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Kermode Bear - Spirit Bear

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posted on Nov, 15 2016 @ 07:49 PM

I watched a documentary yesterday evening about a bear, more to it, a unique bear in the forests of British Columbia, its called "The Spirit Bear"


The Kermode bear (Ursus americanus kermodei), also known as the "spirit bear", is a rare subspecies of the American black bear living in the Central and North Coast regions of British Columbia, Canada. It is noted for about  1⁄10 of their population having white or cream-coloured coats like polar bears. This colour is due to a double recessive gene unique in the subspecies. They are not albinos and not any more related to polar bears or the "blonde" brown bears of Alaska than other members of their species. Sometimes, a mother Black bear can have a white cub.

In the light of day, the spirit bear is a special species of black bear known only to a select few that live in the British Columbia area as well as a handful of islands near Alaska. It is an all-white bear known as Kermode Bear. However, for the Native American culture, the Kermode bear is known as the Spirit Bear.

According to one of many Native American stories, the spirit bear was made white by the creator of the universe to remind its people the past period of time known as the ice age. It was said that the creator did this to remind the native people of the previous hardship living in all the snow and ice. In addition, in some tribes, the white spirit bear stands for harmony and peace.

It is thought that a spirit bear exists in about ten percent of all black bear births. In actuality, the existence of the spirit bear can be blamed on a recessive characteristic in their genes. The spirit bear really is not all white. In truth, it is more off-white or creamy in color. The spirit bear, also known as the Kermode bear, exists in British Columbia as mentioned before.

The number of sightings dwindled for years due to a lower spirit bear population. However, thanks to some protection from the Canadian government, the Kermode bear is slowly climbing in numbers. It is mostly found in the British Columbia area of Canada, specifically the islands of Prince Rupert or Princess Royal.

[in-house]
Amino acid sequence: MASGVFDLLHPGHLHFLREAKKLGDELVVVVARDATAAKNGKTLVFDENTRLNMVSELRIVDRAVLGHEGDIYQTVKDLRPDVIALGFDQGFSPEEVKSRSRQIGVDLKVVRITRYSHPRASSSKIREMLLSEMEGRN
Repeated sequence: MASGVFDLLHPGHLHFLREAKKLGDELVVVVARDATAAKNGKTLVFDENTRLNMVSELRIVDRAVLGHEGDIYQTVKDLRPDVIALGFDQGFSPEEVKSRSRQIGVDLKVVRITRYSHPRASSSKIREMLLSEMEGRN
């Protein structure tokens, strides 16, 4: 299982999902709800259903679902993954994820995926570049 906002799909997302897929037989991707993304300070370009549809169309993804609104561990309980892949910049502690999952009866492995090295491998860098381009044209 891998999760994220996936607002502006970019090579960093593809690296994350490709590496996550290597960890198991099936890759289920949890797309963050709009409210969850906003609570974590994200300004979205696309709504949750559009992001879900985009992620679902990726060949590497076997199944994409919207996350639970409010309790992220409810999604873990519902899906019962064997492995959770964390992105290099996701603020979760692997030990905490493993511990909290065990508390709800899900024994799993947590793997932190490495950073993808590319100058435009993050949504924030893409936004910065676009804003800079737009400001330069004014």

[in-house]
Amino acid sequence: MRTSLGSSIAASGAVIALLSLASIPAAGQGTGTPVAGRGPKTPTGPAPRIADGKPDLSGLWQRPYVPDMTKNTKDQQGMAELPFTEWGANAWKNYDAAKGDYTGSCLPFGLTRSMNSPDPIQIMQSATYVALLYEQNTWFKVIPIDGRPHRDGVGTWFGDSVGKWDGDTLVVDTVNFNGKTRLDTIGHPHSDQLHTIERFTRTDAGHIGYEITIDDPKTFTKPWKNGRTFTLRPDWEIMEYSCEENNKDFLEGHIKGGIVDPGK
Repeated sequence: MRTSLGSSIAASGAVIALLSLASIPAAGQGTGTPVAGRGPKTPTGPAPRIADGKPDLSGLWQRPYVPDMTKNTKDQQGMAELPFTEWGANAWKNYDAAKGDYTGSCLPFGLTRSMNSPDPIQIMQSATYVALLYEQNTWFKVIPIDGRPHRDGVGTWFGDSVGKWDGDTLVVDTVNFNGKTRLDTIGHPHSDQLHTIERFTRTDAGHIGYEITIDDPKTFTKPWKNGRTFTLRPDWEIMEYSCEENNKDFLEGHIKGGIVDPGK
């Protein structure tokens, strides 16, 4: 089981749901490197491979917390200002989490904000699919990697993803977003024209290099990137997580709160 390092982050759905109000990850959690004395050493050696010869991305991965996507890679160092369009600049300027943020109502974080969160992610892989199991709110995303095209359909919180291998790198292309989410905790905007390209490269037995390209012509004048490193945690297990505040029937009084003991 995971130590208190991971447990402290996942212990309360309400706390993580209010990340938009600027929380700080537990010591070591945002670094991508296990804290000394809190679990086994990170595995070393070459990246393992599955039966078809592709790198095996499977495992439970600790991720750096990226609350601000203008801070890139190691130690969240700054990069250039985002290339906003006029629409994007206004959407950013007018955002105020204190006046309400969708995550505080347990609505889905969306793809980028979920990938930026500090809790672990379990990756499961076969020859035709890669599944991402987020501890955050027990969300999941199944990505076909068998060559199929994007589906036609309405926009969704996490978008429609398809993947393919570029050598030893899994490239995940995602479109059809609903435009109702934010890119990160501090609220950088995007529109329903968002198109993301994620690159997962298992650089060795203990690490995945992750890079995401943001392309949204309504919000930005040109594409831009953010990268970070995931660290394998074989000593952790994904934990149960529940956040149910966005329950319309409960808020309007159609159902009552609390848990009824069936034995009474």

In recognition of the Native American’s culture in the role of the spirit bear, the government of British Columbia named the spirit bear as the province’s representative animal. Even with this bestowed title, the spirit bear will forever remain a prominent symbol in local British Columbia Indian mythology.



This legend starts ten thousand years ago when the world was covered by frozen glaciers. The glaciers were covered in ice and snow. No one knows how long it had been like that, but the first story recorded was of Raven, The Creator.

The stories remembered and told today, all began at that time.

Raven or Ravin, North American or European, we all have roots with ravens as powerful iconic figures in our cultural and personal mythologies. Ravens are still kept, caged in the Tower of London, to ensure the throne’s future.

In this Kitasoo First Nations story of Raven, long after he had descended from the heavens and created The Green. Then along came the humorful Fire theft story. No one’s trusted Raven since. Then Man started popping out of seed pods along with the first woman. Raven had created it all. And yet…

Raven was not satisfied. Raven wanted something to remind him of the Long White Time of before. So he chose Bear, the keeper of dreams and memory to help him out. Raven sought Black Bear out. He didn’t have to go far, as he is always seen as a constellation of the stars in the night sky.

Raven made a pact with Black Bear. Black Bear agreed after he was given huge assurances from Raven, that he could live in peace and safety for all time, by letting one out of every ten Black Bears turn white. This was for a reminder for Raven of the misery of the great ice age of before. The White Bears to this day are still called Moksgm’ol, by the Kitasoo and T’simshian people.


The Legend Of Moksgm'ol: The Spirit Bear - Documentary Films


Kermode Bear
edit on 20161115 by tikbalang because: image

posted on Nov, 15 2016 @ 07:54 PM
F&S for a great thread.

Love these old legends!


posted on Nov, 16 2016 @ 08:57 AM
Such a beautiful creature. Thanks for the thread!

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